It is easy to spin the truth when you use blatantly incorrect data.
The Department of Education concluded its public comment period on May 28 to consider increased regulations on for-profit education. That morning, Politico Magazine published a biting article criticizing “industry” opposition to further regulations. Then Politico incorrectly asserted “more than 1,500 comments,” comments were submitted, downplaying grassroots opposition to increased bureaucratic controls.
However, both critics of the regulations and the Education Dept. said that number was inaccurate. The Institute for Liberty claimed it submitted about 15,000 “grassroots comments” demonstrating popular opposition to regulations. The Department of Education’s press office told the Business and Media Institute that the department would be tallying comments until early the first week in June and had no preliminary estimate.
For-profit colleges have opposed increased regulations. The Association of Private Sector Colleges and Universities criticized the proposed rules, saying they “will severely limit access and opportunity for students” and that they “[use] arbitrary metrics to evaluate programs.” Industry opponents have launched numerous attacks on for-profit colleges, alleging “predatory” practices. For example, U.S. News & World Report’s Rory O’Sullivan claimed that for-profit colleges “systematically exploit” their students.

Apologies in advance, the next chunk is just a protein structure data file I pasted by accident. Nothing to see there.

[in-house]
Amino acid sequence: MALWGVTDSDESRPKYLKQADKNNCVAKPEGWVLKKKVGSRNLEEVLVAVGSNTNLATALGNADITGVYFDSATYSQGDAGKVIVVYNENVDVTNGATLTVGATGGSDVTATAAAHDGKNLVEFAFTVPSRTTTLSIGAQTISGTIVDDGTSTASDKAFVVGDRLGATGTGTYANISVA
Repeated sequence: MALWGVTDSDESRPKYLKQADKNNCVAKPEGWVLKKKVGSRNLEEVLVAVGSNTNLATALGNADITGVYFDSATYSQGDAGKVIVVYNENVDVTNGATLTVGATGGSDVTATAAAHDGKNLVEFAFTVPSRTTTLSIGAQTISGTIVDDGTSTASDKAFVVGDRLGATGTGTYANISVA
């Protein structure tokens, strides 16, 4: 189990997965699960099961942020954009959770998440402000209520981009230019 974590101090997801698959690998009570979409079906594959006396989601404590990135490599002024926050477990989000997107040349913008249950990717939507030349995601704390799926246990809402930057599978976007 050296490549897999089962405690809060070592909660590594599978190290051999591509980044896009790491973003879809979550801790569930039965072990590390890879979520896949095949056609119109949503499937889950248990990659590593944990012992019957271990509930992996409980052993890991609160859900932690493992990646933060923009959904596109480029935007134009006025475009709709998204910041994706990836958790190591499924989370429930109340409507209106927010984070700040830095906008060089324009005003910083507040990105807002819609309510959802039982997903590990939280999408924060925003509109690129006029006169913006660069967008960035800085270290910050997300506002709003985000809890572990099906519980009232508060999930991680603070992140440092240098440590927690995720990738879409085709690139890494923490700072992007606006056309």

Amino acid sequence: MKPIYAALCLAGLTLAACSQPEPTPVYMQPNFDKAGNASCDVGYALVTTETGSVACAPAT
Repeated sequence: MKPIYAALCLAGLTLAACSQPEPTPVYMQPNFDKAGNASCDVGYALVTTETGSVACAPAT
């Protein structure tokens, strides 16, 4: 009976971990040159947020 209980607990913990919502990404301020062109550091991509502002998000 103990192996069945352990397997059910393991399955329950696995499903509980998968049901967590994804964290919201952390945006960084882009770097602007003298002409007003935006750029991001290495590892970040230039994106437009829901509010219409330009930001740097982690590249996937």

Based on these criticisms, the Department of Education proposed regulations forcing these colleges to ensure that graduates pay back student loans. The regulations have been stringently opposed at the grassroots level.
Andrew Langer, president of the Institute for Liberty, claimed he submitted approximately 15,000 comments to the Department of Education opposing these regulations. Langer told BMI that these comments were gathered through a widespread phone poll, indicating grassroots opposition to increased federal control over education.
Yet Politico, while attempting to spin opposition as industry orchestrated, simply referred to “more than 1,500 comments” alleging that “many [were] in favor of the industry.”
Politico’s underestimate was consistent with its attempts to push gainful employment regulations. It accused for-profit schools of “fail[ing] to prepare students” and said the for-profit education industry was waging a “permanent campaign” against regulations. Specifically, Politico described a strategy of “litigation, lobbying and savvy PR” including “over $7 million last year through lobbying” alone.